Staying Sane : I don’t know when I started counting and reciting the alphabet continuously in my head; it must have been pretty early though because I was reading well before I started school. I also learned to play my eardrums … though I don’t know how that started either. I used the skill to accompany myself as I chanted numbers or letters inside my head. I still play my eardrums every day when I do yoga.
If you look closely, you’ll see that the alphabet pictured is not quite right. That’s because, in order to make more of a song of it, I doubled up some of the letters here and there … often, out of habit, I still do.
That he ended up turning me, for all intents and purposes, into one of his mistresses – confiding in me as well as incesting me – felt, at the time, like love. The romance ended at thirteen when I began to menstruate. It was then that I came to know the man my mother had married.
My father once told me, when I was in my early 30’s and had been complaining about his behavior, that it was his birthright, as a man of Spanish descent, to do as he damn well pleased.
I thought it a strange response at the time, but when my father stopped focusing his attentions on me and began to stay out at night – occasionally ‘raping’ me when he got home, I understood. My time as his ‘lover’ was over; I was now just another woman, to be used on an as-needed basis.
I wanted to die. I spent more time than I can calculate on the Henry Avenue Bridge, staring down at the shallow rocky creek far below wanting more than anything to have the courage to jump. I ceased caring for myself, not even brushing my teeth, hoping to make myself repulsive to him but nothing worked. I felt as if I could neither live nor die.
Out of the Frying Pan : I began studying the Esquire and Playboy magazines in my parent’s bedroom as soon as I noticed their existence. They were kept quite visible and wre easily available. My dream, as a child, had been to be a Vargas pin-up girl or Playboy center-fold when I grew up.
Thus, though married, 33 years old, and with two children, when I got the opportunity to apply for a job as a Playboy Bunny at the Atlantic City
Casino, I could not resist. 3,000 women applied; 300 were accepted and I was one of them.
Already in the grips of uncontrollable promiscuity this ill-advised job opportunity proved to be much like throwing gasoline on an open fire.
Losing Custody : When I wanted to leave my first husband, take my kids and flee to Atlantic City where I was working, he brought up the fact of my sister’s mental illness and suggested that I was mentally ill as well. He managed to convince me that I couldn’t do it, that I was, in fact, crazy. He frightened me into leaving the children with him, signing papers to the effect that he had custody.
I returned to the marriage about eight months later when he promised to treat me differently. I would have believed anything he said; I missed my children terribly. His promise to go to couples counseling quickly went by the roadside, I was the one who needed it, he said, so I stayed with it and began to learn my real strengths. When I finally gathered up enough courage to leave again in 1984 and insisted on taking the children, he threatened me with telling the children about my ‘bad behavior’ and his lawyer promised me a battle I couldn’t afford over the previously signed paper. I thought I would die. My children had been the only true love I had ever known. I was devastated.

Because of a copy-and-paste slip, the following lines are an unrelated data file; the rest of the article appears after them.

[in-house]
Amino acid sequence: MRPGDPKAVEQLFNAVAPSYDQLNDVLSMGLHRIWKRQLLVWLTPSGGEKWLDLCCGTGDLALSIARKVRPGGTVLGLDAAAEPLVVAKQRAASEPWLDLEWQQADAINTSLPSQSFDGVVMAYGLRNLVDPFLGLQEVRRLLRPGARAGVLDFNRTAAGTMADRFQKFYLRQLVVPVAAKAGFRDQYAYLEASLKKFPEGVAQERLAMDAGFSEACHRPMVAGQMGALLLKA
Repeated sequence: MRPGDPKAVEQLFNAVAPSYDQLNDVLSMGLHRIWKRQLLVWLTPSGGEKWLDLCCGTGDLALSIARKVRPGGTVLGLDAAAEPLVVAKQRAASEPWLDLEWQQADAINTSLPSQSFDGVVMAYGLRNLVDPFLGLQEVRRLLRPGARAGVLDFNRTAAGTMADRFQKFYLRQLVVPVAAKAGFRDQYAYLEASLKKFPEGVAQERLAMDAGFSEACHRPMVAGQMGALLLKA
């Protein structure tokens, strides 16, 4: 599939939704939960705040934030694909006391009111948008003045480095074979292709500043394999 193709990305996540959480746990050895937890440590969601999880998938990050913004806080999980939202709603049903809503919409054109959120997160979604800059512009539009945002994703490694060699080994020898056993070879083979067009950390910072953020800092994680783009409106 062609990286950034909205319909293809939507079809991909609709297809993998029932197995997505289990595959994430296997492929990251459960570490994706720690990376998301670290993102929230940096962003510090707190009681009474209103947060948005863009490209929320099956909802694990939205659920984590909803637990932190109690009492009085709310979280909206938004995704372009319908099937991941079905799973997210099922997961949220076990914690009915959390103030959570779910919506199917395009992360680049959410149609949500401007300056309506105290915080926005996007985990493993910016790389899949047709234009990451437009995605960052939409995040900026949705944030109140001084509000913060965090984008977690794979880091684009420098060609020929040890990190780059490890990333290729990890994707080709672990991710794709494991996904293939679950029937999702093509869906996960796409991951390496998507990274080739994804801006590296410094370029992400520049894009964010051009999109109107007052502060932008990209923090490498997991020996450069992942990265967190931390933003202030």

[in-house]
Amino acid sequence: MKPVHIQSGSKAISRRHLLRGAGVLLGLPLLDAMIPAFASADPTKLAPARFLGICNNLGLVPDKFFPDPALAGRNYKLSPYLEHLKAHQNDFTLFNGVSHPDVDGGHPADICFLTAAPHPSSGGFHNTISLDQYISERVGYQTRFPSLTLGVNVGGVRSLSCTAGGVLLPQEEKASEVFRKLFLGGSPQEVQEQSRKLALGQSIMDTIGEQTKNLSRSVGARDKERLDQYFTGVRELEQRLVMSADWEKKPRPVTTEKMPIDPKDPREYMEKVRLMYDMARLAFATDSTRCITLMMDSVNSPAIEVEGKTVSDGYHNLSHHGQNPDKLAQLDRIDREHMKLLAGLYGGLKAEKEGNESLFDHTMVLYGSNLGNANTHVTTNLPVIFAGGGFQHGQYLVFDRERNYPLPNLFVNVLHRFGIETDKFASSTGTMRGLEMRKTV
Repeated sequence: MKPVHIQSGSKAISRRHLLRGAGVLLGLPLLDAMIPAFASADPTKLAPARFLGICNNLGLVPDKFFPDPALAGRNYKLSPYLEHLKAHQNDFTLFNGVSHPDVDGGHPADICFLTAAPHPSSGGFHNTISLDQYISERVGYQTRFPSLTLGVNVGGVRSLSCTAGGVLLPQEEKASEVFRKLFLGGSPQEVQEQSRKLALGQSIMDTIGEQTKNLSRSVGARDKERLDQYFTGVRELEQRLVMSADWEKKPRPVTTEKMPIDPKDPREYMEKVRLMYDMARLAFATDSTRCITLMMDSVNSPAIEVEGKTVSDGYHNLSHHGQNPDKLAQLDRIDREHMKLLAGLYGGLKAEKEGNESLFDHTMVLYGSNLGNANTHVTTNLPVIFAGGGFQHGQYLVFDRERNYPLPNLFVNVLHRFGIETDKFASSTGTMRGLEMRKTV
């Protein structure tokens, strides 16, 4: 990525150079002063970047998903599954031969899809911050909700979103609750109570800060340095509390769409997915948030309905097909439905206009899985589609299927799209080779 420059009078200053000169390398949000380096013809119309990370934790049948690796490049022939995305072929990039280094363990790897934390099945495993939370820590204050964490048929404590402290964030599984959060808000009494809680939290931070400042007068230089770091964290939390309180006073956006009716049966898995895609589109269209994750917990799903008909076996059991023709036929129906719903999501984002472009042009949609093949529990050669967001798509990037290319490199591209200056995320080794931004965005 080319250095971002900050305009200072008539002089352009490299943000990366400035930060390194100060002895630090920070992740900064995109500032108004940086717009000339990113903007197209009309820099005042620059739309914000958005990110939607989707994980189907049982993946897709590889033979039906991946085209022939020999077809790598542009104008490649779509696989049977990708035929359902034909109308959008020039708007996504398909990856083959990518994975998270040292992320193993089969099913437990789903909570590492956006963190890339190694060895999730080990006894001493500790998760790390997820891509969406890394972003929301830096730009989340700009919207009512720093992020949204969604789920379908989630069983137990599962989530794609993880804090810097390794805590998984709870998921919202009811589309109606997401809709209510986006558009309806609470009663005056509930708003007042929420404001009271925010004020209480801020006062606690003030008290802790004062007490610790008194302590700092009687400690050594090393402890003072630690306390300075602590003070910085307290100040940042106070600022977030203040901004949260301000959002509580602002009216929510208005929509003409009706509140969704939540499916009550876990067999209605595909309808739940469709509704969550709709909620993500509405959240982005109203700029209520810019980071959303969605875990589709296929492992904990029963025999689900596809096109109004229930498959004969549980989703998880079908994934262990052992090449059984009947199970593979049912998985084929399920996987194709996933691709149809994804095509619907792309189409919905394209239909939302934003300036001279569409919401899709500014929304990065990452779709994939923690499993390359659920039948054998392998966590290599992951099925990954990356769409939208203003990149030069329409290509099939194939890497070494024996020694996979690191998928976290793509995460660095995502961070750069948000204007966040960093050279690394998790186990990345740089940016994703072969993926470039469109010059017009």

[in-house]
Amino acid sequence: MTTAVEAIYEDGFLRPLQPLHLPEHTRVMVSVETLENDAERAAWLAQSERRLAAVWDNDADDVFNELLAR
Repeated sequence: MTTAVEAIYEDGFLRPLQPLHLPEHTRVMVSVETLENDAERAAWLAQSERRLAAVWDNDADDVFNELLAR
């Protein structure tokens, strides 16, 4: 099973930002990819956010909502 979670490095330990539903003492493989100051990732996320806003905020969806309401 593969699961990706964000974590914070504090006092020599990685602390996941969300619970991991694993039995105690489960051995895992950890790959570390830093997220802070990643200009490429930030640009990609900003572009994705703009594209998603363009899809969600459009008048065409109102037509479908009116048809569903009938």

Scleroderma : I contracted scleroderma in April of 1988, suddenly, as the result of what must have been an allergic response to some herbal remedies I had taken. It was as if a switch had been flipped somewhere in my body. The process of my muscles, flesh and organs turning into scar tissue proceeded so rapidly that by the time the disease was diagnosed that November, my doctor projected that I would have about six months to live.
As my body slowly curled in on itself, developing what felt very much like a shell, and delivering more pain than I thought it humanly possible to endure, I asked myself over and over again … what is it that I am trying to protect myself from? What could be so awful?
It would take a few very painful years to discover the answer to that question. When the memories returned, only about a week after my father died, they came on me with the effect of an emotional tsunami. That moment marked the beginning of what would be about a 25 year healing journey.
After the Memories Returned…
This little piece was created on the day that the memories of incest flooded back to me once I was able to extract myself from the trance state I was in.
Inside the passively standing golden figure is a smaller golden figure, arms up and outstretched… she is crying to be freed; both figures are placed in a vaginally-referenced form.